Along with millions of people around the world, I watched the World Cup with a sense of joy, but also with a heavy heart that not even the greatest international sporting event could heal.
You see, while I was watching the World Cup Final I kept asking myself one simple question, “What will it take for people in America to get re-inspired and stand up in the name of peace and justice?”
Will it take the massive BP oil spill that’s destroying the environment as we speak and threatening the livelihood of countless generations?
Will it take the murder of an unarmed young man by the name of Oscar Grant in Oakland, California by a police officer?
Will it take the moral and financial bankruptcy and corruption of Wall Street that continues to prosper in the midst of historic unemployment numbers comparable to the Great Depression?
Will it take the massive failure of our educational system that continues to see record numbers of young people drop out of school and end up in our costly and broken juvenile justice system?
Will it take the shredding of the U.S. Constitution through the passage of anti-immigration legislation in Arizona?
What will it take for us to get involved?
What will it take for us to stop the robbing of America’s soul?
For many of us, our political awakening happens when a personal tragedy strikes or when an issue directly impacts us.
For many of us, we’re so caught up in life that we miss the undeniable truth that every issue is interconnected and therefore affects us all.
For many of us, we’re simply trying to survive that all we can think about is putting food on the table or working non-stop to simply pay our next rent or mortgage bill.
And like so many of us, I still question if I even matter in the larger scheme of things.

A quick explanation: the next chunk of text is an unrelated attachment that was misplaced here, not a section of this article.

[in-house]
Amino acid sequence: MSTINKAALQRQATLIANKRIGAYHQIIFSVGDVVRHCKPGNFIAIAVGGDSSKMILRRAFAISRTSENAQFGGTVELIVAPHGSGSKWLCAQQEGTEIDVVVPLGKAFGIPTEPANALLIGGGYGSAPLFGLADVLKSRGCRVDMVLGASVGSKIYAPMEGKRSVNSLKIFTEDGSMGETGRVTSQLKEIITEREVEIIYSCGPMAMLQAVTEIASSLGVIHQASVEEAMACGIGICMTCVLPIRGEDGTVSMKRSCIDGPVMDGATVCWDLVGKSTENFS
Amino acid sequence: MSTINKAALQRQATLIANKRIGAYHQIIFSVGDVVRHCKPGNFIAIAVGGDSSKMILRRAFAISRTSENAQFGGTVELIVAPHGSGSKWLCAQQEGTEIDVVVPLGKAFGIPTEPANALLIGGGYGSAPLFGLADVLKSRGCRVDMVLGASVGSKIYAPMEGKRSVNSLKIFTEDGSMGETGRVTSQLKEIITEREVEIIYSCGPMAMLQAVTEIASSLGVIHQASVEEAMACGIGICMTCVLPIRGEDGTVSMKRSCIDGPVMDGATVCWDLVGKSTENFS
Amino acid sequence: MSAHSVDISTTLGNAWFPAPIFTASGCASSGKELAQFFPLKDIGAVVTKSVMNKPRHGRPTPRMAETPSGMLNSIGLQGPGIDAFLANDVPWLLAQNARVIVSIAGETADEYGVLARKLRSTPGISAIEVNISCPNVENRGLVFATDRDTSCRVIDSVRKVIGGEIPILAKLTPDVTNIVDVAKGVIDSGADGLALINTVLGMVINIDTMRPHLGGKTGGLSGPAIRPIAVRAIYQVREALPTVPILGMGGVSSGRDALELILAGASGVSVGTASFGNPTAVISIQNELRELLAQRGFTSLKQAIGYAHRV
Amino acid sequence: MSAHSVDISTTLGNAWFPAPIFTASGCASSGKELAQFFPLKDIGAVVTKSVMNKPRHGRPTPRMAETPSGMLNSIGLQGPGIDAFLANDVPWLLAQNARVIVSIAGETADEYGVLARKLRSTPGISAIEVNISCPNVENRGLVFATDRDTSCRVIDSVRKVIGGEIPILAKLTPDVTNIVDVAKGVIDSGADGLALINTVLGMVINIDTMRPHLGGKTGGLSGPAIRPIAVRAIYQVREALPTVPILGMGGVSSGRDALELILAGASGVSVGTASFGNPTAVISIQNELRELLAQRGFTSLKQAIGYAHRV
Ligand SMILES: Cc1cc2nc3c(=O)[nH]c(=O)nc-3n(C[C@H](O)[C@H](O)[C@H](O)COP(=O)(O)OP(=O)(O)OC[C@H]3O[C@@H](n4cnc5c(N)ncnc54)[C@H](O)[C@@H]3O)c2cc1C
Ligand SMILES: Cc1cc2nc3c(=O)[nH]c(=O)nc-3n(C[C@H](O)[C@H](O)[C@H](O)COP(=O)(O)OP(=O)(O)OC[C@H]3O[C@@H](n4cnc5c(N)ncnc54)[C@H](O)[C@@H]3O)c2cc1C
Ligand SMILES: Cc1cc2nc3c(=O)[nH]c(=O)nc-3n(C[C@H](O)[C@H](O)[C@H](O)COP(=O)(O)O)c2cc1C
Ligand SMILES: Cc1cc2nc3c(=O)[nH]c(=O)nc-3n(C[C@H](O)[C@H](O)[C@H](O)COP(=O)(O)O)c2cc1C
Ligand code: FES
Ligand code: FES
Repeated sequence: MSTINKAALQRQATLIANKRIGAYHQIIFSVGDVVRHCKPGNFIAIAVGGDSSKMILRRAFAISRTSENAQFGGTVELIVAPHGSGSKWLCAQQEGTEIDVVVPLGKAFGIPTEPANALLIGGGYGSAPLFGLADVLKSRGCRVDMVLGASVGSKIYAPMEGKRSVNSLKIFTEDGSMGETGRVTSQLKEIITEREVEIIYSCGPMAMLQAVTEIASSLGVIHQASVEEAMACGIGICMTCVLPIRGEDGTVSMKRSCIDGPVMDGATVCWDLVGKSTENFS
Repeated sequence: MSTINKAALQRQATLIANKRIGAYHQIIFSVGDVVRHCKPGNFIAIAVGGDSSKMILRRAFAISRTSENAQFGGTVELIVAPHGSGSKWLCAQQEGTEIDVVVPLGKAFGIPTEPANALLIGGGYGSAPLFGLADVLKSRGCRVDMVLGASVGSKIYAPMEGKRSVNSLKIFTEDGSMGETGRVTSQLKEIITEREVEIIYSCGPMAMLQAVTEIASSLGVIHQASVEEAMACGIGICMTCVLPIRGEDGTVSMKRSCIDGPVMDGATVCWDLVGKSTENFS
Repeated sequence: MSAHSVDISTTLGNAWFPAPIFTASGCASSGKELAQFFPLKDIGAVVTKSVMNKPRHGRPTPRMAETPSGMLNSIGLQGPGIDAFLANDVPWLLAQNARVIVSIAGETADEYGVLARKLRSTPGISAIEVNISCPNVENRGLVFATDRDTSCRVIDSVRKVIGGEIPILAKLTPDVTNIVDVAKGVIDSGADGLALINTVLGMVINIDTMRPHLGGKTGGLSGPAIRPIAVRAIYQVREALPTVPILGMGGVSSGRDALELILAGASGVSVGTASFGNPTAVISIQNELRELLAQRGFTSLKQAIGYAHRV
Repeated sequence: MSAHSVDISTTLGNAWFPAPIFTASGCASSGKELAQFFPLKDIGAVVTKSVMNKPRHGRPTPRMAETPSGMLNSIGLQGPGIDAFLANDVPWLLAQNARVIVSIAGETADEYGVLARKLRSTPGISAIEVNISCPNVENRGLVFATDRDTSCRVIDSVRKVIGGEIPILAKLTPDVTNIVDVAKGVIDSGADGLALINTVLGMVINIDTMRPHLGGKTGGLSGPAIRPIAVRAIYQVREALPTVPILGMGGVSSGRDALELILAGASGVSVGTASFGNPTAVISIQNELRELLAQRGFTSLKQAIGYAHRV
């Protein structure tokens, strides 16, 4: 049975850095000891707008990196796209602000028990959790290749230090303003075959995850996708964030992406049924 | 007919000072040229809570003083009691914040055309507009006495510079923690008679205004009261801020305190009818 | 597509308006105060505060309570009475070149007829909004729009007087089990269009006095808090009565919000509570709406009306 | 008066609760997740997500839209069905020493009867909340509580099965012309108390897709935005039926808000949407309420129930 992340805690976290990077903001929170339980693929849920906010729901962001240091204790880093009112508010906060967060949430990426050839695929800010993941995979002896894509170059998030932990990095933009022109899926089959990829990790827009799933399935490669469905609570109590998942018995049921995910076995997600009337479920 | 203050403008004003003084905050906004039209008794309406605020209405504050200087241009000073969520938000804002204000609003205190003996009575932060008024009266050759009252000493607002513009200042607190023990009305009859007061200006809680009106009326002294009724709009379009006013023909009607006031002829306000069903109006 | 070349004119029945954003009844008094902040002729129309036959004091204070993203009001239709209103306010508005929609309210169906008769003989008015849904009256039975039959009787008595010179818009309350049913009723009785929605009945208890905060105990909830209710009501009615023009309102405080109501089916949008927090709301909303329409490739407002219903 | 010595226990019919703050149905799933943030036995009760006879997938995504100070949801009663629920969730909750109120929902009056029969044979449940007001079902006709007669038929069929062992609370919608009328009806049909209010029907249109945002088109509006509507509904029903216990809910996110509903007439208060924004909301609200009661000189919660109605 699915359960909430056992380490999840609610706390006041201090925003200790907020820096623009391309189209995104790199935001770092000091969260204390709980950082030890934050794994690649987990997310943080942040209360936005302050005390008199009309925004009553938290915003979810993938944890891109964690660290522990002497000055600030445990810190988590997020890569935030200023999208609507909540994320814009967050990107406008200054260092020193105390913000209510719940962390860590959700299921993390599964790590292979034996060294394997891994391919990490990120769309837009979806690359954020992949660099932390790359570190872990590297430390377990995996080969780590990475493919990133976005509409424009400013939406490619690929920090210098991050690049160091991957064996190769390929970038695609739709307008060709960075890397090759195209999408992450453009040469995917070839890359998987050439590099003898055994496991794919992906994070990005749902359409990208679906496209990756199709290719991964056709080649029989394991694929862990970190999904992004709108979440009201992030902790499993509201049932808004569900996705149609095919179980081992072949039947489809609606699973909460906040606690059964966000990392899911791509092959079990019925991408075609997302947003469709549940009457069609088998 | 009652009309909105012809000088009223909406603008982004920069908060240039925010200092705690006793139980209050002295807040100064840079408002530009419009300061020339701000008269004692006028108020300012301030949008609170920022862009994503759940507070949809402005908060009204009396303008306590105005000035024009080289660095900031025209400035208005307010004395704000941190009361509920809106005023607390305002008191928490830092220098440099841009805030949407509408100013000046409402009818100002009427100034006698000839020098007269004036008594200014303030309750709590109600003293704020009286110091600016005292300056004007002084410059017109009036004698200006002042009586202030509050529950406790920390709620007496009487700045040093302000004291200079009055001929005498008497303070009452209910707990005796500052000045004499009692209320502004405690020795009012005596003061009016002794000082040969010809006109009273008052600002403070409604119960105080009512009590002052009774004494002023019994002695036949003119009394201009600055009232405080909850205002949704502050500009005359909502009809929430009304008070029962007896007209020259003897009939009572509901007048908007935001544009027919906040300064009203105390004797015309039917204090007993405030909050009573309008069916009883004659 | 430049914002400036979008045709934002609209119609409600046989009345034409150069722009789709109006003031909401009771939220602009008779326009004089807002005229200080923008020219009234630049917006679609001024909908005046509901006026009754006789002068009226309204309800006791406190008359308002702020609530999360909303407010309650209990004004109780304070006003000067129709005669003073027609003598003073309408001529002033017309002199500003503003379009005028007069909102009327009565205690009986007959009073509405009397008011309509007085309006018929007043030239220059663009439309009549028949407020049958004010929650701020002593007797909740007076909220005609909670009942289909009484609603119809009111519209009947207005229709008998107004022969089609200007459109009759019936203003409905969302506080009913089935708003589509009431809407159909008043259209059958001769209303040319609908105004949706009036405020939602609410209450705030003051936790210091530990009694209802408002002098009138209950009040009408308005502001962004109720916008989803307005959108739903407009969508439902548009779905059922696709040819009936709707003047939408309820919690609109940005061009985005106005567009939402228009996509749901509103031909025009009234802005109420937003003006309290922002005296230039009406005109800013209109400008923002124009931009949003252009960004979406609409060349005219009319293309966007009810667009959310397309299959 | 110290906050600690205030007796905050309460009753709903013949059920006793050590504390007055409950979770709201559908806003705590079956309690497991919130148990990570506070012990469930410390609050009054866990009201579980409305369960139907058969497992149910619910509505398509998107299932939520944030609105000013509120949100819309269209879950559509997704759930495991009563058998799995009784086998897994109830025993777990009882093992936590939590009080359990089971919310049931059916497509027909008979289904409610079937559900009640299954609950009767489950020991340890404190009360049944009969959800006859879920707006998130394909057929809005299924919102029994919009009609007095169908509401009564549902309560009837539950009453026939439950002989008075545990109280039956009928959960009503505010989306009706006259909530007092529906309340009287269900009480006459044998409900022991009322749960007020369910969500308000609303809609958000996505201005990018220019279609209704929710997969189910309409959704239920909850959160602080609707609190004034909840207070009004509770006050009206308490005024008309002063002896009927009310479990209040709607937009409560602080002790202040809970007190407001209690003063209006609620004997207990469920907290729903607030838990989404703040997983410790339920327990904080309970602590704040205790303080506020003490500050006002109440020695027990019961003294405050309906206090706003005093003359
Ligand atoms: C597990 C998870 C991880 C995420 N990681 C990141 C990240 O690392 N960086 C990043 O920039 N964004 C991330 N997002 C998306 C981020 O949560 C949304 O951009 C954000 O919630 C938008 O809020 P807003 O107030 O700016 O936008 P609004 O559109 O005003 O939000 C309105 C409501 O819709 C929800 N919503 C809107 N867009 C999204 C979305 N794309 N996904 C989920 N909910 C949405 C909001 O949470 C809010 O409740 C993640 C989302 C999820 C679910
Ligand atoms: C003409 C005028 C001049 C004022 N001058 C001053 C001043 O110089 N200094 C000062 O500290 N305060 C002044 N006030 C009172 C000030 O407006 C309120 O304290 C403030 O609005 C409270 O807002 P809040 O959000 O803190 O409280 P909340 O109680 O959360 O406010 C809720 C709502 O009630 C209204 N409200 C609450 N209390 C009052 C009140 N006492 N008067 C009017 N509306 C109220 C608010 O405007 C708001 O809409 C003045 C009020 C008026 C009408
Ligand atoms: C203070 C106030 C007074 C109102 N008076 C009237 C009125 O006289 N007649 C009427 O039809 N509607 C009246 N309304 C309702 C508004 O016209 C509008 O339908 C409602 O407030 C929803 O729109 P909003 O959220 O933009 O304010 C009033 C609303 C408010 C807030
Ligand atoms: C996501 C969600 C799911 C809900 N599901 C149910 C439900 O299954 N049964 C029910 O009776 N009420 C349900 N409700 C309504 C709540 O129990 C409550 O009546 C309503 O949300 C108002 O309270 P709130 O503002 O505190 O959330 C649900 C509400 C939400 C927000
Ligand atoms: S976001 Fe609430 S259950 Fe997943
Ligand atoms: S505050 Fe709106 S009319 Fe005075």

I still question whether or not my involvement really makes a difference.
I still question whether the strain on my personal health and family is all worth it.
But even during these moments of uncertainty, I know that I have a responsibility and that countless people before me asked themselves these exact same questions and continued organizing even in the midst of the most dire of situations.
I know that my mother sacrificed countless dreams for her sons to be the first to graduate from college.
I know that my relatives continue to die in the blistering fields of CA so that people all around the world could eat fresh, organic vegetables.
I know that our ancestors were beaten and imprisoned for wanting to vote or own a piece of land.
I know that these stories are real and reason enough to become inspired and involved again.
I know that deep down in our hearts we have a burning desire and a strong thirst for change.
And I know that the stakes are too high to stay complacent and not get involved in positively transforming America.
But I also know that not all of us are full-time community organizers going block to block registering new voters or planning large-scale actions.
But I do know that all of us can make a decision to do something, no matter how small, to change the present course of history.
All of us can send an email, blog on an issue, participate in a rally, boycott a product, or just speak with our families or partners about an issue important to you.
All of us can do something.
All of us should do something.
All of us can make that decision to care enough to get involved.